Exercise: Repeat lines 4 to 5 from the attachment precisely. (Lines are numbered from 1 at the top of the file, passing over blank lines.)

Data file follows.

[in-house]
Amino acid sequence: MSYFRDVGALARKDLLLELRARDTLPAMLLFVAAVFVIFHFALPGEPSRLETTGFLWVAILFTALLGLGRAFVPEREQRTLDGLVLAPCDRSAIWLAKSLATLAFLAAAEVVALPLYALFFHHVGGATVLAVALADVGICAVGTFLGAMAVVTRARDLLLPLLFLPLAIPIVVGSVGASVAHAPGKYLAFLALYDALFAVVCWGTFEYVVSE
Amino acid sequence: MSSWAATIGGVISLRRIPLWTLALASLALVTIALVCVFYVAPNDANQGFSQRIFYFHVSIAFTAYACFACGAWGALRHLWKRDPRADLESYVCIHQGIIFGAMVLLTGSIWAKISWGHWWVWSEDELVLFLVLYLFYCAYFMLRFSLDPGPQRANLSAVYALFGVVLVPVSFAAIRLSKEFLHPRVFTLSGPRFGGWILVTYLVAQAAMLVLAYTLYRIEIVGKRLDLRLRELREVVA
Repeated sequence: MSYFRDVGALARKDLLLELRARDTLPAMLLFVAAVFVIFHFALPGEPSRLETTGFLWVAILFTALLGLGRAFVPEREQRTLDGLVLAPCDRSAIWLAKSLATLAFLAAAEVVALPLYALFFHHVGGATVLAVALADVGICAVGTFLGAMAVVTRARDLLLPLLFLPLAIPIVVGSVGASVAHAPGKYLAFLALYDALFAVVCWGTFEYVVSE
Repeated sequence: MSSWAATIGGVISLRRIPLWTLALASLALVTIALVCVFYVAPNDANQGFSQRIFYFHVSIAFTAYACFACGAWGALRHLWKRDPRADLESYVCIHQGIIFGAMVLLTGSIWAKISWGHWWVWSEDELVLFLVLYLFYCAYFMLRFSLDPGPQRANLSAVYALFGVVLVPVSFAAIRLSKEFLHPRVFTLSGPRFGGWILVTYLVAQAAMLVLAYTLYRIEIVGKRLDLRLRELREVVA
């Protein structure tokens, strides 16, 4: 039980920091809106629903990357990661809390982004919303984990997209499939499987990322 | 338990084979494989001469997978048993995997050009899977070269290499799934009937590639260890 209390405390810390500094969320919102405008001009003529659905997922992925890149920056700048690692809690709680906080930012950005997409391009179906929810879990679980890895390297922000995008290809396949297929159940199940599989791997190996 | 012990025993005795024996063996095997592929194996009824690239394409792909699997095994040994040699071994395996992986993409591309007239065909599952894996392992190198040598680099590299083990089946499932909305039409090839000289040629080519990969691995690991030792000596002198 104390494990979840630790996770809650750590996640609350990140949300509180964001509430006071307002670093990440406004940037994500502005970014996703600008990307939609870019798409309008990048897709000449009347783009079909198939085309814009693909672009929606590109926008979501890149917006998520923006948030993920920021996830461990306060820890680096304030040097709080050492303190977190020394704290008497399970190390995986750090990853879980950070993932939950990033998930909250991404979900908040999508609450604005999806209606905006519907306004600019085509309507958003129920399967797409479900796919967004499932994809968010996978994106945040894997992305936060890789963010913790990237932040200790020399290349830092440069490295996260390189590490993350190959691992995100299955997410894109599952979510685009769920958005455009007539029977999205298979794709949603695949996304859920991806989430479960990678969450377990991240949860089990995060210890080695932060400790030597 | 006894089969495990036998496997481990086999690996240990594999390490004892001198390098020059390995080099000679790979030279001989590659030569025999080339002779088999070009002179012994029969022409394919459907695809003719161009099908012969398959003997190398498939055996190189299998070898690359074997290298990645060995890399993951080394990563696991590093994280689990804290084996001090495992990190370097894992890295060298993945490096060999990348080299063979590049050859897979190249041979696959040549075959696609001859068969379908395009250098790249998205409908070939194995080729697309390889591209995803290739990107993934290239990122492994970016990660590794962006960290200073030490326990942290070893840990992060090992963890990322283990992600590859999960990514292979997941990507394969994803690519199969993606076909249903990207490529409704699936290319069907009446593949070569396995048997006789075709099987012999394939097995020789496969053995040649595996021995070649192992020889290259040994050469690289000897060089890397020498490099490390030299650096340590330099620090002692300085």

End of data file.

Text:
Repeated sequence: MSYFRDVGALARKDLLLELRARDTLPAMLLFVAAVFVIFHFALPGEPSRLETTGFLWVAILFTALLGLGRAFVPEREQRTLDGLVLAPCDRSAIWLAKSLATLAFLAAAEVVALPLYALFFHHVGGATVLAVALADVGICAVGTFLGAMAVVTRARDLLLPLLFLPLAIPIVVGSVGASVAHAPGKYLAFLALYDALFAVVCWGTFEYVVSE
Repeated sequence: MSSWAATIGGVISLRRIPLWTLALASLALVTIALVCVFYVAPNDANQGFSQRIFYFHVSIAFTAYACFACGAWGALRHLWKRDPRADLESYVCIHQGIIFGAMVLLTGSIWAKISWGHWWVWSEDELVLFLVLYLFYCAYFMLRFSLDPGPQRANLSAVYALFGVVLVPVSFAAIRLSKEFLHPRVFTLSGPRFGGWILVTYLVAQAAMLVLAYTLYRIEIVGKRLDLRLRELREVVA